Koala leans on a branch with it eyes shut
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A World Without Koalas? Losing the Marsupial Could Make Australian Wildfires Worse

It's difficult to imagine Australia without the endangered marsupial, and scientists don't want to.

What's happening

Koalas in the Australian state of New South Wales are expected to go extinct before 2050, but scientists are racing to save them.

Why it matters

The marsupial is crucial to eucalyptus forests, providing a number of benefits to the ecosystem. It's also important to Australia's national identity. Remove koalas, and you strip away some of what makes Australia special.

What's next

Scientists are trying various things to keep koalas from going extinct, from conservation efforts to following researchers' efforts to bring Australia's Tasmanian tigers back from the dead.

If you go strolling through one of Australia's ancient eucalyptus forests, you probably won't notice the koala perched high in the tree canopy. Its bottom, a swirl of white, gray and brown fur, blends in with the multicolored bark, creating a camouflage that's tough to beat. 

But the koala knows you're there. It's observing you quietly, half-heartedly, like a jet-lagged passenger watching a boring in-flight movie. Koalas have sharp incisors and long claws and can be feisty if provoked, but they're mostly unbothered by what happens around them, says Rebecca Johnson, associate director for science and chief scientist at the Smithsonian National Museum of Natural History. Their disinterest isn't personal. It's a natural response to their main source of food and water: eucalyptus leaves. 

Eucalyptus is a toxic plant. Koalas have specialized digestive systems that enable them to eat certain varieties of the poisonous tree, but it takes a lot of effort. All that energy spent eating and digesting the nutrient-poor leaves makes these understated tree-dwellers incredibly sleepy.  

Every animal plays an important role in a balanced ecosystem. Koalas are no exception, though you would be forgiven for thinking otherwise, says Jennifer Tobey, a researcher with the San Diego Zoo Wildlife Alliance. "They sleep most of the time. How complex can these little guys be? I'll tell you, we keep learning new and different things all the time about them." 

Koalas face extinction in New South Wales in less than 30 years. Similar projections are likely to follow in other parts of the continent. Australia is a country of extremes, grappling with rising temperatures and an increase in the frequency and severity of wildfires and droughts that are killing off eucalyptus habitats and koalas at a rapid pace. 

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Because of their unique reliance on one type of tree, koalas are "very likely to be at the pointy end of climate change," Smithsonian's Rebecca Johnson says.

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In the devastating wildfires in Australia in 2019 and 2020, 61,000 koalas died and more than 28 million acres burned. Those fires weren't typical, but they're part of a growing trend that could become Australia's new normal.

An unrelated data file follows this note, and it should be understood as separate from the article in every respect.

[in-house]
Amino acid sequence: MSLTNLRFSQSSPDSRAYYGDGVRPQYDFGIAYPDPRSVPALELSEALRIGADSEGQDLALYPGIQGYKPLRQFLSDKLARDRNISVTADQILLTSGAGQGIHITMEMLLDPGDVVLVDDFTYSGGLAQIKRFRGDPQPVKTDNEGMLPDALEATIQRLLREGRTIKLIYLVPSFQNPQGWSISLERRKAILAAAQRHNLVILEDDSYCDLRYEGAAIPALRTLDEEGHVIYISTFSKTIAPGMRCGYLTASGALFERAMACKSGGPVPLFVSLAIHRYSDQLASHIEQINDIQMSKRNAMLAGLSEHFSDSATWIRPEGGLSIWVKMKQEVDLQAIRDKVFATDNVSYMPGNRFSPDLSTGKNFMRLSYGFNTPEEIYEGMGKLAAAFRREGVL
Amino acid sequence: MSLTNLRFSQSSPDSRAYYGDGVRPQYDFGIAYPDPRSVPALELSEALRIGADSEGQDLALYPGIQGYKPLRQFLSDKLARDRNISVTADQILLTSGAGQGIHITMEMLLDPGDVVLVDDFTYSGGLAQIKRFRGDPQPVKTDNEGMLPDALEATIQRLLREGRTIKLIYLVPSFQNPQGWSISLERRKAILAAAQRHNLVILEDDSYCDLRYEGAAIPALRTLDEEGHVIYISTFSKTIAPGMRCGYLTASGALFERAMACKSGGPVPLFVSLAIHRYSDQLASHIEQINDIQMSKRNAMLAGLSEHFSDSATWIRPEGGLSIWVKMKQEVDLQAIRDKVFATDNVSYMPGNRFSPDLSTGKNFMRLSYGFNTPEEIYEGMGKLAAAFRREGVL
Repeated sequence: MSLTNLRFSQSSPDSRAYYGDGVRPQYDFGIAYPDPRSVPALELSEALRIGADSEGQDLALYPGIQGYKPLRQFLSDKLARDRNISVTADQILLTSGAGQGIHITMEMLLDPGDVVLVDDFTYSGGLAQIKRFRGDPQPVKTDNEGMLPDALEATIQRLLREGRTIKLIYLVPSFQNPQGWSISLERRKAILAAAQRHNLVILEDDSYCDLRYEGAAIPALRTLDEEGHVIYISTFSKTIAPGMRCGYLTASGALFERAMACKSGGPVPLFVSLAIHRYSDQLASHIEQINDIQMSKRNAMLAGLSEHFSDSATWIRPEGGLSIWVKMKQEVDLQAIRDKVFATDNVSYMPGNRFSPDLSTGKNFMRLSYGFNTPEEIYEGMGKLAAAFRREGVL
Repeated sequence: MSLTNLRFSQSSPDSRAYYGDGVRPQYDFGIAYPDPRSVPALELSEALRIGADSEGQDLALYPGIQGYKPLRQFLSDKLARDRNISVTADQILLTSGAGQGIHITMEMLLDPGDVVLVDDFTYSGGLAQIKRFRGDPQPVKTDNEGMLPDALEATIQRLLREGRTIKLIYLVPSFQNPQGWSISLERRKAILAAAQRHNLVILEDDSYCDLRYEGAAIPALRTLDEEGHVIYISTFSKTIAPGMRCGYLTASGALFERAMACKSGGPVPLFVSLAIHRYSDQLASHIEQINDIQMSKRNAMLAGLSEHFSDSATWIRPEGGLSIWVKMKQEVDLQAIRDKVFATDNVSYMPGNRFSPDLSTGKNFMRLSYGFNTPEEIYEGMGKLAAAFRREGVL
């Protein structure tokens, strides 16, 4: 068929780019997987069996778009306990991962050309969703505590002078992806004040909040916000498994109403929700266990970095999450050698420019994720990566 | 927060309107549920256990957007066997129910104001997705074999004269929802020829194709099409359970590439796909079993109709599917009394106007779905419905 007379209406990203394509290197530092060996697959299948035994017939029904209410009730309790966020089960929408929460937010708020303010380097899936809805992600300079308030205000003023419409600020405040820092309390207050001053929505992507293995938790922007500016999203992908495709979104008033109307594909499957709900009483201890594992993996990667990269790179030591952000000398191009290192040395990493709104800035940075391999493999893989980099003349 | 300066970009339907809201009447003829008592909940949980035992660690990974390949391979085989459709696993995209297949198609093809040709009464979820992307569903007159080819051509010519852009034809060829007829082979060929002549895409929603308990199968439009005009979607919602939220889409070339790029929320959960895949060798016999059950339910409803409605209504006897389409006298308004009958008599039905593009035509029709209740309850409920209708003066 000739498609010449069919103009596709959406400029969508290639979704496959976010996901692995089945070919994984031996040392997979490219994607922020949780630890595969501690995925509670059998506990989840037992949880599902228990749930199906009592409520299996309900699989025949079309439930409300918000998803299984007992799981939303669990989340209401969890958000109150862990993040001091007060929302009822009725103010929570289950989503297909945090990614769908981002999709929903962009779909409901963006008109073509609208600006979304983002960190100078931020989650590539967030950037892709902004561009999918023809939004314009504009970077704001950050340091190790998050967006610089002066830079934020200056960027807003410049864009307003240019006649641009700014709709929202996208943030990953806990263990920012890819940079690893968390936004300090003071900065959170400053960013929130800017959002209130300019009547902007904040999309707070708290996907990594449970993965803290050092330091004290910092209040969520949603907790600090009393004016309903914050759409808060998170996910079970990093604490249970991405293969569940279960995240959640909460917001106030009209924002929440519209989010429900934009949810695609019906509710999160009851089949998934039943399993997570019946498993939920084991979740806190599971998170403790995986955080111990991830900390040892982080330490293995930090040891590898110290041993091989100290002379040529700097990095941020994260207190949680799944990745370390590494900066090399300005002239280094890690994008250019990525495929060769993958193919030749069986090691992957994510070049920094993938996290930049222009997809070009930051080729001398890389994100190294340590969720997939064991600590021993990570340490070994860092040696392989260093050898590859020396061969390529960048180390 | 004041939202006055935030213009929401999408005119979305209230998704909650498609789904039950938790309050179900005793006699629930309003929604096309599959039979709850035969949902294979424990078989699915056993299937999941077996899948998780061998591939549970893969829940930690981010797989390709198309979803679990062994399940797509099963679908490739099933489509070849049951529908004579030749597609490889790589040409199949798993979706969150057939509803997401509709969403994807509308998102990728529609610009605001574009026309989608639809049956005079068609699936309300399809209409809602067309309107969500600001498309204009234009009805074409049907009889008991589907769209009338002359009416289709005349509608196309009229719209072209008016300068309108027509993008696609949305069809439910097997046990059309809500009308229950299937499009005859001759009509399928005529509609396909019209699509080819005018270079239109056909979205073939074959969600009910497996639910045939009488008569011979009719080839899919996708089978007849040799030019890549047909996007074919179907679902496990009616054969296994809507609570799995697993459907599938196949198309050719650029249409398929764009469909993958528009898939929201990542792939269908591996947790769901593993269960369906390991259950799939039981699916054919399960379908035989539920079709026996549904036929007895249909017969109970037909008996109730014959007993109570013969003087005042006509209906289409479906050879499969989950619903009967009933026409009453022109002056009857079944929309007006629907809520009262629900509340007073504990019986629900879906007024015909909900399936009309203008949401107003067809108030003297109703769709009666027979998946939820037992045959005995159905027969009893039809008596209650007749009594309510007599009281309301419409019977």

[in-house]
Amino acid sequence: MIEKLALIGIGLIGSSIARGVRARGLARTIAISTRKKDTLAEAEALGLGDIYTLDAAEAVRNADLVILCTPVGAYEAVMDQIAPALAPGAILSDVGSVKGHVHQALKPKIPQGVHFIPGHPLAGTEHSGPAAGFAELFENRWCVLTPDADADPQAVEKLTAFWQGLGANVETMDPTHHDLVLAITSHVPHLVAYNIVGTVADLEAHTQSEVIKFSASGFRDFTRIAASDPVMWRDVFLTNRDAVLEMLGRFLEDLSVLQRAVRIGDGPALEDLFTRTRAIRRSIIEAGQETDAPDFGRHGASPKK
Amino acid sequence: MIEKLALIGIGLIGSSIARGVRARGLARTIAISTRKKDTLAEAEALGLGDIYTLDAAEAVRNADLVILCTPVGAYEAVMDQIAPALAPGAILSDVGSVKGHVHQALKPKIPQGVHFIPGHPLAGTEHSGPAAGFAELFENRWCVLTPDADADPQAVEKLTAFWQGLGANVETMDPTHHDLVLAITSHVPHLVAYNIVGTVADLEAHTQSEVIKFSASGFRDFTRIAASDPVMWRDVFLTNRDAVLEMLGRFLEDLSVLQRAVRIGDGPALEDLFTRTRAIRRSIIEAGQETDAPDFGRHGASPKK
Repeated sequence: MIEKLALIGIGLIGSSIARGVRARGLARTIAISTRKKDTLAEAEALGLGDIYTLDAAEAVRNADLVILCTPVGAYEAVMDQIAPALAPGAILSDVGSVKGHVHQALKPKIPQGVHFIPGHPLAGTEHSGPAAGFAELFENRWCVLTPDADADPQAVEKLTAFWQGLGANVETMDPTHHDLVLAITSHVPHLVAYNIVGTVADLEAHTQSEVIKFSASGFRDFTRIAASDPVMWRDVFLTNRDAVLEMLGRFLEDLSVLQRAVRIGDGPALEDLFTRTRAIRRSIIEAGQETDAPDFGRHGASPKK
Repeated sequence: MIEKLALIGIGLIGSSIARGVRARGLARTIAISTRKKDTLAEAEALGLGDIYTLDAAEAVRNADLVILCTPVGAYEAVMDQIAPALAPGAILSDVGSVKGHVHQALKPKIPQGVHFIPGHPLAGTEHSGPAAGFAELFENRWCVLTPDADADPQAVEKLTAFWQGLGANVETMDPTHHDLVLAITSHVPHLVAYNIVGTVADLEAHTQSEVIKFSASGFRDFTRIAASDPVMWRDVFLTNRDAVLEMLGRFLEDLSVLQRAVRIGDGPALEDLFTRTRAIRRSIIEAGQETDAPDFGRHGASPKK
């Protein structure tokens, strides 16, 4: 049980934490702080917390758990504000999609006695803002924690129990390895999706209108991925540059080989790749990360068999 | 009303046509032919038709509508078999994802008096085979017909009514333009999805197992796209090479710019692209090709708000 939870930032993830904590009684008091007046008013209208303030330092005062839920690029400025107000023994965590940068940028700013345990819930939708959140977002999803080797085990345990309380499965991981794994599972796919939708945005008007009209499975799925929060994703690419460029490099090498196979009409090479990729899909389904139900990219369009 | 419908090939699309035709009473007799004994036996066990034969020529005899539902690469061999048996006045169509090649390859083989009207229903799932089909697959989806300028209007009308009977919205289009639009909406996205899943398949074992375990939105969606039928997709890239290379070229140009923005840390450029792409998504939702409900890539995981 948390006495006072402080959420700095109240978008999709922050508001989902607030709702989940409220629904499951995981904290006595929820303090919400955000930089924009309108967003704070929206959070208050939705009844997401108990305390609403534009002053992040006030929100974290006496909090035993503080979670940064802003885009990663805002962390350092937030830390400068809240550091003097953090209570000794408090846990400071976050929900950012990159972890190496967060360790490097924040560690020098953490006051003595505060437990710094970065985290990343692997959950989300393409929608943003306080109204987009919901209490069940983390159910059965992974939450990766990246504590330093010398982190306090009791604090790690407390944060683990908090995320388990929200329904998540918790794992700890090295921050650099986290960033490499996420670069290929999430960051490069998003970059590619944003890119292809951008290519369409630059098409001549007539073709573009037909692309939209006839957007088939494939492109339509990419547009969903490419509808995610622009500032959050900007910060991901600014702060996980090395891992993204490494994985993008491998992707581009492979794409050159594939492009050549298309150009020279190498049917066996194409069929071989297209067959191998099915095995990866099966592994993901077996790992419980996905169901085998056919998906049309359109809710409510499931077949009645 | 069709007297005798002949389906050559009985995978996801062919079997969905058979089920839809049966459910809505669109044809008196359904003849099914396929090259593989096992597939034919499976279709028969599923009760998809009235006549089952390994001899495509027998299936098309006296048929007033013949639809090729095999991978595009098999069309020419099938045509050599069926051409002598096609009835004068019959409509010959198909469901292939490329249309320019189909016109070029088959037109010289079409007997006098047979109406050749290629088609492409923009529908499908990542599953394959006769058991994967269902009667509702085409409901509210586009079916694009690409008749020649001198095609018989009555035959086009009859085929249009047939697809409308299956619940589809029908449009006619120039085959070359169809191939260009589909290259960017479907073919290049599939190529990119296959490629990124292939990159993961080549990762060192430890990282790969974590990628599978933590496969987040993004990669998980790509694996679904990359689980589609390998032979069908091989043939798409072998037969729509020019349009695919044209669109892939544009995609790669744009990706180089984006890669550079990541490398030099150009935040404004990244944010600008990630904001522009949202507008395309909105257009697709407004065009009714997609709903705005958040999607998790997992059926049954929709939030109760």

Other threats, such as deforestation, predators, disease and roadside accidents were already making things more difficult for koalas and their habitat, driving the population down. The number of koalas has dropped by half in the past 20 years alone, prompting the Australian government in February to change koalas' conservation status from vulnerable to endangered in most of the country.

No one knows exactly what would happen if Australia's iconic marsupial went extinct, but everyone agrees on one thing: They don't ever want to find out. "Unfortunately, we tend to find things out too late, you know, once an animal like that is gone," Tobey says. 

Looking to the past

The first koalas date back 20 million years, says Johnson. Over that time period, as many as 20 species of koalas existed at various points across Australia. Phascolarctos cinereus, the single koala species left today, dates back just 350,000 years. 

Most of Australia's estimated 32,065 to 57,920 koalas live on the eastern and southeastern coast, as their habitat gets pushed farther and farther toward the sea. Johnson refers to their remaining territory as a "sliver" of coastline.

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Koalas sleep up to 22 hours per day. 

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"Koalas have a long history of being exploited, particularly by the earliest European settlers to Australia, so they have been through a lot of population threats through hunting or through land clearing and habitat modification," Johnson says. Practices like deforestation, along with predators, disease and climate change, pose increasing threats to koalas. 

It wasn't always that way. The Indigenous people who have lived in Australia for at least 50,000 years coexisted peacefully with koalas for generations, Johnson says. The word "koala" comes from the Dharug word "gula," which means "no water," referring to how the eucalyptus-dependent marsupials don't drink water

Many indigenous cultures in Australia even incorporate koalas into their creation stories and belief systems, Johnson adds, which include a close bond with nature and respect for living things. "That is just an acknowledgement that that kind of traditional knowledge has obviously been known for a very long time and is really important to reset how we might think about [caring for koalas] in the future." 

What we'd lose

If koalas go extinct, what would happen? The short answer: No one really knows, but scientists have some educated guesses.

Tobey believes the health of the eucalyptus forests would suffer without koalas. Even though koalas have no competition for eating eucalyptus, many other species live in the forests. By eating more than a pound of eucalyptus leaves every day, each koala helps control plant growth, balance the forest ecosystem and support forest life for insects and birds.